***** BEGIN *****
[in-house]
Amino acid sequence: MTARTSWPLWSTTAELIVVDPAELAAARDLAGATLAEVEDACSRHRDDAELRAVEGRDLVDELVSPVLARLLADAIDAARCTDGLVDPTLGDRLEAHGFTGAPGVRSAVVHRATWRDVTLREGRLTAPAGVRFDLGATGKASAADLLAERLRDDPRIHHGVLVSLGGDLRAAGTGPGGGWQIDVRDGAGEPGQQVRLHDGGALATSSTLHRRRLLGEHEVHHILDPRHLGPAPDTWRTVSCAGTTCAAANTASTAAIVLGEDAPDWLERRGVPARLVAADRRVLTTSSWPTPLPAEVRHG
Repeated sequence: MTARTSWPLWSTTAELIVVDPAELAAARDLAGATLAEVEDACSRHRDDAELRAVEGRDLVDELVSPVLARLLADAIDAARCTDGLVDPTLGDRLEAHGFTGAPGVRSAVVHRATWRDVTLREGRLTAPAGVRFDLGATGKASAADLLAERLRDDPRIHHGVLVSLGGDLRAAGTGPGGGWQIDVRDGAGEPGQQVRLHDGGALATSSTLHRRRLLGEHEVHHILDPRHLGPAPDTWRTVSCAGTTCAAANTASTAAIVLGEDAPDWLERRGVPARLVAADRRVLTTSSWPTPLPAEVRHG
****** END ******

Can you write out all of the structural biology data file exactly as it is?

[in-house]
Amino acid sequence: MTARTSWPLWSTTAELIVVDPAELAAARDLAGATLAEVEDACSRHRDDAELRAVEGRDLVDELVSPVLARLLADAIDAARCTDGLVDPTLGDRLEAHGFTGAPGVRSAVVHRATWRDVTLREGRLTAPAGVRFDLGATGKASAADLLAERLRDDPRIHHGVLVSLGGDLRAAGTGPGGGWQIDVRDGAGEPGQQVRLHDGGALATSSTLHRRRLLGEHEVHHILDPRHLGPAPDTWRTVSCAGTTCAAANTASTAAIVLGEDAPDWLERRGVPARLVAADRRVLTTSSWPTPLPAEVRHG
Repeated sequence: MTARTSWPLWSTTAELIVVDPAELAAARDLAGATLAEVEDACSRHRDDAELRAVEGRDLVDELVSPVLARLLADAIDAARCTDGLVDPTLGDRLEAHGFTGAPGVRSAVVHRATWRDVTLREGRLTAPAGVRFDLGATGKASAADLLAERLRDDPRIHHGVLVSLGGDLRAAGTGPGGGWQIDVRDGAGEPGQQVRLHDGGALATSSTLHRRRLLGEHEVHHILDPRHLGPAPDTWRTVSCAGTTCAAANTASTAAIVLGEDAPDWLERRGVPARLVAADRRVLTTSSWPTPLPAEVRHG